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MG TD TF 1500 - Cooling Systems Problems? - Possible Solutions

This forum has been a great help to me in that past and I would like to contribute the following article.

Cooling Systems Problems? - Possible Solutions
MG “T” Series, MGAs and early MGBs

MGs in general are notorious for having cooling system problems. The original design was, at best, marginal, even for the cooler climates of the United Kingdom. These cars when driven in the southern third of America or in modern day traffic, anywhere, will likely experience overheating problems. So, what can be done to improve the overall cooling efficiency of the system? Before you begin to make improvements you must first verify that car’s radiator is clean, the hoses are leak free, the fan belt is tight, all ensuring that the stock cooling system is operating at maximum efficiency. Additionally, be sure that the timing and carburetor air/fuel ratio are set correctly as these too, will influence engine-operating temperatures. The improvements that can be made are as follows:

1. The most effective, but most costly, modification is to re-core the radiator with a modern high-efficiency 3-row tube design core replacing the stock two-row design. This greatly improves heat transfer and will, in itself, likely solve your overheating problems. Most radiator shops can re-core the “T” Series radiators. The downside is that it will require the removal of the radiator and will cost upwards of $400.
2. If your car’s only problem is overheating when operating in slow or in bumper–to-bumper traffic but otherwise okay, then a replacement fan may solve your problem. My understanding is that the 7-blade plastic fan (Moss p/n 434-340 - $76.46 at LBC) that is used on later model MGBs will fit the “T” Series cars. I do not have any personal experience with this fan, but it appears to be a sound approach to solving this specific problem.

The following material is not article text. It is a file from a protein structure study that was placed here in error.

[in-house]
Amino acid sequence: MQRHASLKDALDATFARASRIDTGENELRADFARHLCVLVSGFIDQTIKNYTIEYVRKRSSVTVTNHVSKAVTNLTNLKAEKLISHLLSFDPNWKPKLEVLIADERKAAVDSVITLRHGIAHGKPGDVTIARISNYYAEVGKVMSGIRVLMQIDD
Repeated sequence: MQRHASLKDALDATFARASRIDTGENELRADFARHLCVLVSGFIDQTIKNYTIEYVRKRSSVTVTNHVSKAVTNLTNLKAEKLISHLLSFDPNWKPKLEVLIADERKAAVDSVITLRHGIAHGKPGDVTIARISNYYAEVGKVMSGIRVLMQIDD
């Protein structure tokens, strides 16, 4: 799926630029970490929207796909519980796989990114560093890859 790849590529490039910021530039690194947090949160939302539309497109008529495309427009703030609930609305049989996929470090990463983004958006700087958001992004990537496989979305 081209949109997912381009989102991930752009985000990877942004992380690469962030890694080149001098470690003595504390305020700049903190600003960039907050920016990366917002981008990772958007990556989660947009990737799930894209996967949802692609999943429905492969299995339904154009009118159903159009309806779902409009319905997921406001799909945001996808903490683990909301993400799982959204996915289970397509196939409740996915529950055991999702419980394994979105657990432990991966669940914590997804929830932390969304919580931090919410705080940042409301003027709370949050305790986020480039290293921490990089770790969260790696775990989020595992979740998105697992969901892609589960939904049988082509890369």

3. The most cost-effective modification that you can make is to convert the current “open-to-atmosphere” cooling system to a pressurized coolant recovery system. Please see Building a Pressurized Coolant Recovery System” below. Water boils at 212 deg. F or 100 deg. C (Higher, with antifreeze added, but for the purpose of this paper, we will assume that water and the water/antifreeze mix coolant boils at the same temperature).

If, under all normally encountered driving conditions, your car operates at less than 212-degrees F, the open system is just fine. However, if on occasion, you exceed 212 degrees by even a small amount, the coolant in your radiator will boil, the steam generated will vent to atmosphere and when the engine cools it will contain less coolant and, hence, less cooling capacity. As this cycle is repeated, boiling will occur earlier in the cycle and with a greater coolant loss. If you do not top-up your radiator at frequent intervals, overheating will surely occur.

In an even worst scenario, assume that your cooling system is marginal for your car’s typical operating conditions. On a very hot day, you are driving on the freeway at 70 MPH and the coolant temperature increases to 212 degrees. The coolant will begin to boil, and steam will be created. Steam, being a poor heat transfer medium will exacerbate the cooling problem and, to make matters worse, the steam generated will be vented, resulting in less available coolant and a lower radiator cooling capacity. If the car is operated in this high speed, high ambient temperature, steady state condition, engine-operating temperatures will continuously increase and continuous coolant loss will occur. Unless you notice that the car is overheating and pull over to let that engine cool you will shortly exceed the critical temperature and the engine will seize. A very costly repair!!!